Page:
How to Tactfully Talk with a Neighbor about their Barking Dog?

barking dog
Photo by PoPville flickr user Randall Myers

“Dear PoPville,

I’m wondering if people have suggestions about a neighbor’s barking dog. This dog barks at all hours, and it’s driving me up the wall! I have to turn on a fan at night to drown out the barking. My husband works from home, and has a hard time concentrating. I want to knock on the neighbor’s door, but I’m not quire sure what action s/he can take (aside from keeping the dog indoors, which I assume s/he doesn’t want to do). Appreciate any suggestions on how to approach this problem. Thank you!”

Ed. Note: I’m sure the OP is looking for advice beyond the inevitable (and sage) “talk to the neighbors” – however, if there is tactful advice about how to broach the subject I’m sure that would be especially appreciated.

43 Comment

  • Stuff like this is easier if talking about a problem isn’t the first conversation you are having with a neighbor. My neighbor came to my door to talk about a problem he had (personally, I disagree with his position, but whatever). We had spoken before many times, so it wasn’t the end of the world when he wanted me to do something differently.

    • Ally

      +1. Our neighbors asked us to chop down a number of our small trees at our expense. I loved the trees (birds nested in them), but respected my neighbor’s position about roots in her driveway. We did the neighborly thing and had them removed and life is better for it. She has been a total sweetheart and got our baby awesome Christmas gifts. I’m sure some middle ground can be reached. As a southerner, I might start out with some concessions like, “I’m terribly sorry to ask for something since we don’t get to talk enough as it is, but my husband works from home and we’re trying to figure out a way to …”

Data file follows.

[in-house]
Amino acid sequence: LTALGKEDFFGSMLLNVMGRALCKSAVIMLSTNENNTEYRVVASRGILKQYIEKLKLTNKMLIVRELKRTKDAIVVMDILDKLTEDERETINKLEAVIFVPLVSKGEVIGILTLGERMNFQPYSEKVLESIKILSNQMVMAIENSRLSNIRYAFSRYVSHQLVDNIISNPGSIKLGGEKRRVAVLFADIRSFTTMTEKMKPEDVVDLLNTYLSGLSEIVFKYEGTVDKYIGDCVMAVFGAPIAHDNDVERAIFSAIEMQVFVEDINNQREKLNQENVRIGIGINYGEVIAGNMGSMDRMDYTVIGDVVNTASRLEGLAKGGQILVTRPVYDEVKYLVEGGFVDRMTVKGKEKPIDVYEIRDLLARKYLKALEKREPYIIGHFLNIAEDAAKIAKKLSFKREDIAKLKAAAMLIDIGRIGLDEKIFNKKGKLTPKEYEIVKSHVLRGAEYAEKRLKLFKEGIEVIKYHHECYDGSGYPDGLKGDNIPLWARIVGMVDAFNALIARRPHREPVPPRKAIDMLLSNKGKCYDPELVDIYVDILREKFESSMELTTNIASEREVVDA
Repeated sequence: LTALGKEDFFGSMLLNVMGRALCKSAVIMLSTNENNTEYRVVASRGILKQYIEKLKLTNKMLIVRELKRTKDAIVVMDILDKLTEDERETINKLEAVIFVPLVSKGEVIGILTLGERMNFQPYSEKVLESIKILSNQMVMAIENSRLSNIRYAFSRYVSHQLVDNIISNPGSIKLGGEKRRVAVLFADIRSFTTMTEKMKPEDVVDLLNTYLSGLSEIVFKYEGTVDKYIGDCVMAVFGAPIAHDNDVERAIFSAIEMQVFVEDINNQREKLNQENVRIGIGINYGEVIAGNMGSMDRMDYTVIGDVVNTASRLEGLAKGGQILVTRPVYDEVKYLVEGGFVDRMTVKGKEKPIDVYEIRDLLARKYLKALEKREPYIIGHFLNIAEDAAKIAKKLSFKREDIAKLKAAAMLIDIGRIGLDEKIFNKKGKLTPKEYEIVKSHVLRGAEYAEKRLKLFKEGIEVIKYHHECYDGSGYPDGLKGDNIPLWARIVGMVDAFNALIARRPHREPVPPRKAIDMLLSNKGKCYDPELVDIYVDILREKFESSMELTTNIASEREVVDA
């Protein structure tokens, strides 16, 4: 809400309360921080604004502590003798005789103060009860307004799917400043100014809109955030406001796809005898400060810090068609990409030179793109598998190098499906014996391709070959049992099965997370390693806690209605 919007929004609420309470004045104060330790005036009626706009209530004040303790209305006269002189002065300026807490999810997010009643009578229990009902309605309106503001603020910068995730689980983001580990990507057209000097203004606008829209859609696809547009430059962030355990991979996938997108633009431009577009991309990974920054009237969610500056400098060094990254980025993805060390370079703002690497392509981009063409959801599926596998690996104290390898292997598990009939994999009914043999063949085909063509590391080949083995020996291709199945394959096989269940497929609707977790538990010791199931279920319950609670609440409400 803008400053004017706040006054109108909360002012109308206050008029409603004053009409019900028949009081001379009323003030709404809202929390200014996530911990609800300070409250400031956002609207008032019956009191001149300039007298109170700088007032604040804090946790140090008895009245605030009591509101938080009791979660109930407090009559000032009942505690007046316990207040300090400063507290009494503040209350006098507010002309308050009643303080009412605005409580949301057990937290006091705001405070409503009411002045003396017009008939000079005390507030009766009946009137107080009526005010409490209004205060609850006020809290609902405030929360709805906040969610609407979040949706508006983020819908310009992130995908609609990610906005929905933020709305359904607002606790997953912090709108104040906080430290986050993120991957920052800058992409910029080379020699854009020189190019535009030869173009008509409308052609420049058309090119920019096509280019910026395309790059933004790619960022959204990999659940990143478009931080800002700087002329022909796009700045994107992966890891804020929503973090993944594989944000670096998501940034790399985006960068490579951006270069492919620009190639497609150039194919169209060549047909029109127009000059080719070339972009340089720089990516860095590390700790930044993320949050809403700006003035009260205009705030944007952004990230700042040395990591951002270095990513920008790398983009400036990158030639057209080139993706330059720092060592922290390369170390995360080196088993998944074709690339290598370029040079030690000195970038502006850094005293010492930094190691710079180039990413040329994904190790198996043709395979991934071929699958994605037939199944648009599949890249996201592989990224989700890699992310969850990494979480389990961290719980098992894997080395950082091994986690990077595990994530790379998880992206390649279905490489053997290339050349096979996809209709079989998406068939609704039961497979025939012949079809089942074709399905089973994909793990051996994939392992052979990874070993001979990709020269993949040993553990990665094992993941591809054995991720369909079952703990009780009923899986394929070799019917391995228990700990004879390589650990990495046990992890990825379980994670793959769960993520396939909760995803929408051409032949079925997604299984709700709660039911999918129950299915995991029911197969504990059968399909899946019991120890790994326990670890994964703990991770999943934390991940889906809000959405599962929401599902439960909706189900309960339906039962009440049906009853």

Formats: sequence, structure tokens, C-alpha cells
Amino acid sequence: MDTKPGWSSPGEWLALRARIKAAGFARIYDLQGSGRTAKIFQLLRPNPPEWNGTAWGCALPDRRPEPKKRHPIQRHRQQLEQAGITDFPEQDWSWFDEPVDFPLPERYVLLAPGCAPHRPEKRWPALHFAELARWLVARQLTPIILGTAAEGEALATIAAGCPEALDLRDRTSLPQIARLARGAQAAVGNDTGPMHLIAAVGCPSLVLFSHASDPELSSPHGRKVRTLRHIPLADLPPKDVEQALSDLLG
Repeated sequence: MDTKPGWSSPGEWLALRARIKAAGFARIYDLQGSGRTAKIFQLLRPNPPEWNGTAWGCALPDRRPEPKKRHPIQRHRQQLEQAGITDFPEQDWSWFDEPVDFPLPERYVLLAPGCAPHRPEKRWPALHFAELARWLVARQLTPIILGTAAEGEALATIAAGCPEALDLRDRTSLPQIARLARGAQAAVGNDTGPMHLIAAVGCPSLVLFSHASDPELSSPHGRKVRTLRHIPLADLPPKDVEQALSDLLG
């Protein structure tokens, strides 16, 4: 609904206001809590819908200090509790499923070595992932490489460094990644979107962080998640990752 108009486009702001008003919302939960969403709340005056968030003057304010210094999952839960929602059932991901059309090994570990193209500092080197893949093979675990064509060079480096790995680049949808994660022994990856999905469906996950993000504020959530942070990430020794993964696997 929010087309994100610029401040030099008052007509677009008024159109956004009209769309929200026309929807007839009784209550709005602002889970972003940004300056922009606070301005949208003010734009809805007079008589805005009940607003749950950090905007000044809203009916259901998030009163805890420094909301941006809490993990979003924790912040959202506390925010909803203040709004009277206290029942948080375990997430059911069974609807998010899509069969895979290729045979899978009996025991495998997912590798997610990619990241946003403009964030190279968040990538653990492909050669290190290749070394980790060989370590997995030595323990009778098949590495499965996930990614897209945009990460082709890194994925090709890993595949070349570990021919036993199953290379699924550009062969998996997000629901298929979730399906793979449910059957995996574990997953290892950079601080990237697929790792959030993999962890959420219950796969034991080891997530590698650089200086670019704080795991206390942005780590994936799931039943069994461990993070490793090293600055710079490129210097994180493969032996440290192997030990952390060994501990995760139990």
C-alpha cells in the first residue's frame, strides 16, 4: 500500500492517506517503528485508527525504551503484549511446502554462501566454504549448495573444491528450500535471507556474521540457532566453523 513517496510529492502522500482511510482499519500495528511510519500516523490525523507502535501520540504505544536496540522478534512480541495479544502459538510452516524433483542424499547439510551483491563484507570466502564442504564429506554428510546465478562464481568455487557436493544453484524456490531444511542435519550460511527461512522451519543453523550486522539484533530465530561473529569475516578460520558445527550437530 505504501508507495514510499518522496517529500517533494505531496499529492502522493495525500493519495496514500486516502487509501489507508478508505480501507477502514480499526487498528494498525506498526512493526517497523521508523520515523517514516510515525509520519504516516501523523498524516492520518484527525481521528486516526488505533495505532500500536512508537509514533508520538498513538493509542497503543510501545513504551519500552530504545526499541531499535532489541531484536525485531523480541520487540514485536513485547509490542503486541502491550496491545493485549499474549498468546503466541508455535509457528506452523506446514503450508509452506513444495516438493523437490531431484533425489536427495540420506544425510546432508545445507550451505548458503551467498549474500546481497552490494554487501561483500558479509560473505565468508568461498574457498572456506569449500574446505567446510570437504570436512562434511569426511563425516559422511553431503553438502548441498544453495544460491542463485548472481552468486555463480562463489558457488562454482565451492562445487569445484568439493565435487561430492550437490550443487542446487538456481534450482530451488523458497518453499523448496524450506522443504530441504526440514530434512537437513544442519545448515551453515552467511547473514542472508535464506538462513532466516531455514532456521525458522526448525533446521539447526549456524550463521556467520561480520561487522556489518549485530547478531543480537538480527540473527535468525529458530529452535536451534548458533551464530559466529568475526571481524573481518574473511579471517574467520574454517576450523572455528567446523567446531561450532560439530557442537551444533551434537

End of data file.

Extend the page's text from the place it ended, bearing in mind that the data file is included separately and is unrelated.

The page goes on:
• Ally

        Add on comment: I would let the neighbor choose her own solution, though. Her dog. Her budget. Her thoughts. I wouldn’t suggest anything beyond, “How can I help?”

  • Don’t they have collars that train dogs to not bark? Maybe you could offer to foot the bill for one.

  • DC Regulations are clear that this is illegal, but good luck getting that enforced:

    900.1 No person shall own or keep a dog that, by barking or in any other manner, disturbs the quiet of any neighborhood or any person.

    • 900.1 seems ridiculously vague. All dogs bark at least sometimes. More pressing in OP’s case is, the dog is outside at all hours? OP says “aside from keeping the dog indoors, which I assume s/he doesn’t want to do” and also that the dog is barking all night. So the barking is only a problem outside and the dog is always outside, presumably unattended much of the time. This is a more grievous offense, I think.

      • +1. If the dog is outside and left unattended for much of the time (particularly in cold temps) I believe you could call the humane society for guidance on this issue. They may investigate.